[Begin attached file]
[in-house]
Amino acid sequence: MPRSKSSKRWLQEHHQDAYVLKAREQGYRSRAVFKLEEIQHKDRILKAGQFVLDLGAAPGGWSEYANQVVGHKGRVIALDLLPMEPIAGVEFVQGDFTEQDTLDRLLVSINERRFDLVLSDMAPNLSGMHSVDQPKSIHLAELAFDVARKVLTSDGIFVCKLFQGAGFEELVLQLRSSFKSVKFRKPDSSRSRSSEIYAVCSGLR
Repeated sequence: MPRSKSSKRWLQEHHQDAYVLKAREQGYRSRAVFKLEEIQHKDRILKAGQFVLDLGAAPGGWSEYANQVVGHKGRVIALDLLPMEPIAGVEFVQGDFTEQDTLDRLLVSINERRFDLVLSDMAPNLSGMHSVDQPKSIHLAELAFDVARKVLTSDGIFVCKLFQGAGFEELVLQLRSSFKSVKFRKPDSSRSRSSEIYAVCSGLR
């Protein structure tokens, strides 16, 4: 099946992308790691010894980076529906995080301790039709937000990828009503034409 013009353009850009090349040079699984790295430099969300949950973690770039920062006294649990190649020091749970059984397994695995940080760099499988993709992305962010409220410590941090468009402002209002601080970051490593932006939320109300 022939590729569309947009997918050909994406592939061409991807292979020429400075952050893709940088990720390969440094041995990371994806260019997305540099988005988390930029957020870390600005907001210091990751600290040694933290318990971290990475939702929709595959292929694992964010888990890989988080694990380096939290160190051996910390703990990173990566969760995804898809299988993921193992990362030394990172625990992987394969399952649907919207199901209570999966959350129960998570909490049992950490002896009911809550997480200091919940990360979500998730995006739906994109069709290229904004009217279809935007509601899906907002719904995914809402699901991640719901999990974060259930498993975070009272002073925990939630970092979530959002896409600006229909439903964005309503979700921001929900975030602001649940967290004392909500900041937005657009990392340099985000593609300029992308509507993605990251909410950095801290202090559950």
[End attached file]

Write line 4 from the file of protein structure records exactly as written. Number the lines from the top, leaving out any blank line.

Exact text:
């Protein structure tokens, strides 16, 4: 099946992308790691010894980076529906995080301790039709937000990828009503034409 013009353009850009090349040079699984790295430099969300949950973690770039920062006294649990190649020091749970059984397994695995940080760099499988993709992305962010409220410590941090468009402002209002601080970051490593932006939320109300 022939590729569309947009997918050909994406592939061409991807292979020429400075952050893709940088990720390969440094041995990371994806260019997305540099988005988390930029957020870390600005907001210091990751600290040694933290318990971290990475939702929709595959292929694992964010888990890989988080694990380096939290160190051996910390703990990173990566969760995804898809299988993921193992990362030394990172625990992987394969399952649907919207199901209570999966959350129960998570909490049992950490002896009911809550997480200091919940990360979500998730995006739906994109069709290229904004009217279809935007509601899906907002719904995914809402699901991640719901999990974060259930498993975070009272002073925990939630970092979530959002896409600006229909439903964005309503979700921001929900975030602001649940967290004392909500900041937005657009990392340099985000593609300029992308509507993605990251909410950095801290202090559950």